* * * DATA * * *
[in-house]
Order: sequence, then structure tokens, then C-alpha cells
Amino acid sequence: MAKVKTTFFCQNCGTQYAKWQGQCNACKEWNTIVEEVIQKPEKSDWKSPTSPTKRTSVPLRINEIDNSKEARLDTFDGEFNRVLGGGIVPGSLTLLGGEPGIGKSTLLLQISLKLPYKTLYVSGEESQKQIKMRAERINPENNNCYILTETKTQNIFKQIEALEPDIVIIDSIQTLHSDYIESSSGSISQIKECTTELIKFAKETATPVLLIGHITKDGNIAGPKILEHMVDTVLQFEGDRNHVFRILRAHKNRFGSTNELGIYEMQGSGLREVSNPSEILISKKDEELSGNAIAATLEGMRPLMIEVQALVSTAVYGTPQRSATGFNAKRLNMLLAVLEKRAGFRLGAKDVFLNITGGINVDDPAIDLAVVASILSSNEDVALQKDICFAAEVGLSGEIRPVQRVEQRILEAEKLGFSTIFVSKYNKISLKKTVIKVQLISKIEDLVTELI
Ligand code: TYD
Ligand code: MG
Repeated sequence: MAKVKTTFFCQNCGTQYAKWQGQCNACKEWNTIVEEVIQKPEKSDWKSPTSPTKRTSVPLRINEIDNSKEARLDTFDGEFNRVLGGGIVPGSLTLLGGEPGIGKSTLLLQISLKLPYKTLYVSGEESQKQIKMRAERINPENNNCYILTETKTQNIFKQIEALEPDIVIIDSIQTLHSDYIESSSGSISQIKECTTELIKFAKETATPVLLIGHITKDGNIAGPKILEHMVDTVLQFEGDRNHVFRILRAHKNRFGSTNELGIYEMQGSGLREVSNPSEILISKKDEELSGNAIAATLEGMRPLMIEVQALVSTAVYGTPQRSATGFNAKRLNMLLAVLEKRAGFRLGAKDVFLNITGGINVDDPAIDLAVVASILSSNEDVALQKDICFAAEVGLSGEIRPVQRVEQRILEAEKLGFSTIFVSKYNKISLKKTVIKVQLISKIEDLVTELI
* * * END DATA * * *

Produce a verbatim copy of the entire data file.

[in-house]
Order: sequence, then structure tokens, then C-alpha cells
Amino acid sequence: MAKVKTTFFCQNCGTQYAKWQGQCNACKEWNTIVEEVIQKPEKSDWKSPTSPTKRTSVPLRINEIDNSKEARLDTFDGEFNRVLGGGIVPGSLTLLGGEPGIGKSTLLLQISLKLPYKTLYVSGEESQKQIKMRAERINPENNNCYILTETKTQNIFKQIEALEPDIVIIDSIQTLHSDYIESSSGSISQIKECTTELIKFAKETATPVLLIGHITKDGNIAGPKILEHMVDTVLQFEGDRNHVFRILRAHKNRFGSTNELGIYEMQGSGLREVSNPSEILISKKDEELSGNAIAATLEGMRPLMIEVQALVSTAVYGTPQRSATGFNAKRLNMLLAVLEKRAGFRLGAKDVFLNITGGINVDDPAIDLAVVASILSSNEDVALQKDICFAAEVGLSGEIRPVQRVEQRILEAEKLGFSTIFVSKYNKISLKKTVIKVQLISKIEDLVTELI
Ligand code: TYD
Ligand code: MG
Repeated sequence: MAKVKTTFFCQNCGTQYAKWQGQCNACKEWNTIVEEVIQKPEKSDWKSPTSPTKRTSVPLRINEIDNSKEARLDTFDGEFNRVLGGGIVPGSLTLLGGEPGIGKSTLLLQISLKLPYKTLYVSGEESQKQIKMRAERINPENNNCYILTETKTQNIFKQIEALEPDIVIIDSIQTLHSDYIESSSGSISQIKECTTELIKFAKETATPVLLIGHITKDGNIAGPKILEHMVDTVLQFEGDRNHVFRILRAHKNRFGSTNELGIYEMQGSGLREVSNPSEILISKKDEELSGNAIAATLEGMRPLMIEVQALVSTAVYGTPQRSATGFNAKRLNMLLAVLEKRAGFRLGAKDVFLNITGGINVDDPAIDLAVVASILSSNEDVALQKDICFAAEVGLSGEIRPVQRVEQRILEAEKLGFSTIFVSKYNKISLKKTVIKVQLISKIEDLVTELI